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The Nobel Laureate in Physics introduced his mind-boggling subject in a way that cats and dogs could understand, with a cartoon from the New Yorker.
A middle-aged urban couple are walking down the street and the woman says to the man, "It's all string theory to me."
David Gross, Director of the Kavli Institute for Theoretical Physics at Santa Barbara, California proceeded to deliver a progress report on string theory that returned the favor by sounding at times very much like Greek.
This week of advanced science talks at the lab culminated in a lecture by Gross who offered a note of apology about the string theory of reality, to which he has been a major contributor
"It hasn't led to any big observational payoffs," he said.
Among other essential ideas, string theory posits that "at the bottom of it all," all matter and all forces including gravity are made up of extended strings vibrating at different frequencies in multiple dimensions of space and one dimension of time.
In 2004, Gross shared the Nobel Prize in Physics with Frank Wilczek his graduate student at Harvard, and with David Politzer, who was working on the problem separately at Princeton. The prize recognized their theoretical work explaining how elementary constituents in an atomic nucleus are bound together to form protons and neutrons.
They discovered a phenomenon called "Asymptotic Freedom," which means the nuclear force operating between the elementary constituents of matter known as quarks was, contrary to common sense, weaker rather than stronger the closer they were together.
That put into place "the final block of the standard model," said LANL Fellow Rajan Gupta in introducing Gross Thursday.
Gross talked mainly about the achievements of string theory, a vast and complicated "theory of everything" that has absorbed him and whole departments of the physics and mathematics community for several decades. He summarized the current state of elementary particle physics, but his thoughts were also aimed over the horizon at what he called "the coming revolution in fundamental physics."
String theory has provided fascinating insights into how Einstein's Theory of General Relativity, dealing with the nature of space and time, can be squared with quantum mechanics, which has successfully characterized the "standard model" of elementary particles and explained the interactions between and among different kinds of energy and matter.
In May, the Large Hadron Collider (LHC) operated by the European Organization for Nuclear Research (CERN), will begin circulating its two accelerated beams, the most powerful in the world, expected to harvest new particles from colliding protons traveling at nearly the speed of light.
The outcome may add or subtract from the accumulated intellectual capital invested in string theory and other attempts at a "grand unified theory" to resolve gaps and contradictions in how physics describes the universe, including "dark matter" and "dark energy."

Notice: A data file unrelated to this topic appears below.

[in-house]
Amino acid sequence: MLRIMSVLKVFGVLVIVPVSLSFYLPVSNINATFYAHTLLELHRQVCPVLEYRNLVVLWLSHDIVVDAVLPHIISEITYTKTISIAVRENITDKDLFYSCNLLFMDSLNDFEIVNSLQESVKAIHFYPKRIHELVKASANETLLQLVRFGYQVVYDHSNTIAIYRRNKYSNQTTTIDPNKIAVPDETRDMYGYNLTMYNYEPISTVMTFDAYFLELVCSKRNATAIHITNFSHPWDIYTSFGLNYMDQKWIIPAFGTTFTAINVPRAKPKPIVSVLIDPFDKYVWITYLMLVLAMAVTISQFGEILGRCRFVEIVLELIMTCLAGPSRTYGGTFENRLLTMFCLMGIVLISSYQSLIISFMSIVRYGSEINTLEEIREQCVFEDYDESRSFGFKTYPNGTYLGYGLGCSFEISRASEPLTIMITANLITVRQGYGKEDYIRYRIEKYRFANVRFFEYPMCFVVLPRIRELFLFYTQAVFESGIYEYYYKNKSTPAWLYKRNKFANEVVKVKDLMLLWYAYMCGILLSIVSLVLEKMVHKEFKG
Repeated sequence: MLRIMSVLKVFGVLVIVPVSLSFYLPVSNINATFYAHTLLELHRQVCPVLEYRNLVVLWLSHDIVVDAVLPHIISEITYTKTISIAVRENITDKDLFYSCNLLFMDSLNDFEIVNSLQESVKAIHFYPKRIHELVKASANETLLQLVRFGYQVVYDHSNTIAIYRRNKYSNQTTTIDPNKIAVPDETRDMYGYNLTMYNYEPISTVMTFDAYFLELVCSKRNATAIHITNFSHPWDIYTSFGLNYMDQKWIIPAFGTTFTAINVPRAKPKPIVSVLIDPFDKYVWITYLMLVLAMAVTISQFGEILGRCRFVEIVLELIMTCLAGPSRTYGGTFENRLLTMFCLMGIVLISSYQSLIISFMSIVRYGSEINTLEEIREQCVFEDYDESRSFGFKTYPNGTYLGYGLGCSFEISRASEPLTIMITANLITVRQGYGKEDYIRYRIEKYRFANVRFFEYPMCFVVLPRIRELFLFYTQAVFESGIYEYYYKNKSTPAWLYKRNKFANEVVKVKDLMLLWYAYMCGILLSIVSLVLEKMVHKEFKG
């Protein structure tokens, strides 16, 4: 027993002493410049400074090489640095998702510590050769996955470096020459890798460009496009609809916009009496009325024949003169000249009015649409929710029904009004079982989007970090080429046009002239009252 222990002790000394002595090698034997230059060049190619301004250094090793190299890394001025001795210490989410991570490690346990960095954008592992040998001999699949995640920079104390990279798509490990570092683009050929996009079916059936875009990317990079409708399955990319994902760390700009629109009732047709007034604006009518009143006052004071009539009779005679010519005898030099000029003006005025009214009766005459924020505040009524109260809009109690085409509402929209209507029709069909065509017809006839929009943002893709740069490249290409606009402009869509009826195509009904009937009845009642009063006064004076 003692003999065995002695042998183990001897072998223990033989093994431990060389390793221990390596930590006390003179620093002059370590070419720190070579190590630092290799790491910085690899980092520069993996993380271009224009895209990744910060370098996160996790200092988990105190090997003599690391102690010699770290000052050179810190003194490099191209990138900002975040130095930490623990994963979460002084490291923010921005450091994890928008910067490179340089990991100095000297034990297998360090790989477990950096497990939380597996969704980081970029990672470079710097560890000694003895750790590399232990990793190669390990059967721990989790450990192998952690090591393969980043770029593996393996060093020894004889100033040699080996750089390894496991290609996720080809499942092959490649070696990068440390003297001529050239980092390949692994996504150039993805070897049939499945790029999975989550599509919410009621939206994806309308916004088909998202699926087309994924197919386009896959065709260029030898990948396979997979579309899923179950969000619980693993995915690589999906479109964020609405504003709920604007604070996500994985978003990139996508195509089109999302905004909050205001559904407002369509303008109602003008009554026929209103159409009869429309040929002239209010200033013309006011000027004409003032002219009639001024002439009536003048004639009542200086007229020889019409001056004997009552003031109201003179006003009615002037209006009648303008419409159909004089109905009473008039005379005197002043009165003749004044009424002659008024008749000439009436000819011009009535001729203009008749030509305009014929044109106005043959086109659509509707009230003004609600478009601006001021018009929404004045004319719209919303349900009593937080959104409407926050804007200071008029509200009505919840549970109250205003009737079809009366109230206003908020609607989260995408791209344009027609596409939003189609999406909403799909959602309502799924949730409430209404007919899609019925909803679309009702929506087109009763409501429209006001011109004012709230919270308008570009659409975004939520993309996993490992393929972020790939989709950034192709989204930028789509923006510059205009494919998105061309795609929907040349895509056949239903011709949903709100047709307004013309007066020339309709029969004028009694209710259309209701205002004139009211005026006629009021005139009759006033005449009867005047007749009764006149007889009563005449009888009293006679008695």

Located on the border of France and Switzerland, the LHC's headline tasks include the potential discovery of a Higgs boson, a relatively massive particle known as "the god particle," that would help explain how other particles have mass. Proof of its existence would tend to support string theory, according to the theorists.
A member of LANL's Theoretical Division, astrophysicist Salman Habib said after the talk that string theory remains difficult to assess.
"It's a funny field to look at from the outside because it has yet to connect with the outside world," he said. "Mathematically, it's very pretty and theorists like to do fundamental mathematical computations, but they have not led to any big observational payoffs so far.
String theory has been given a great deal of popular exposure in recent years by Brian Greene of Columbia University. His nonfiction book "The Elegant Universe" was nominated for a Pulitzer Prize and was later made into a PBS television series narrated by the author.
More recently, grousing among anti-string theorists has become louder, signified by such books as "The Trouble with Physics: The Rise of String Theory, the Fall of a Science, and What Comes Next," by Les Smollin, a theoretician at Canada's Perimeter Institute in Waterloo, Ontario, and "Not Even Wrong: The Failure of String Theory and the Search for Unity in Physical Law," by Peter Woit of Columbia University.
These books responded to what both authors considered aggressive promotion and mutual loyalties of string-theorists and criticized what many researchers have seen as excessive time in the limelight considering the modest gains.
Gross said, "We are still not sure what string theory is."
While discussing an anticipated revolution, he also weighed potential "problems with the revolution."
"String theory has had many successes," he said, "but the best is yet to come."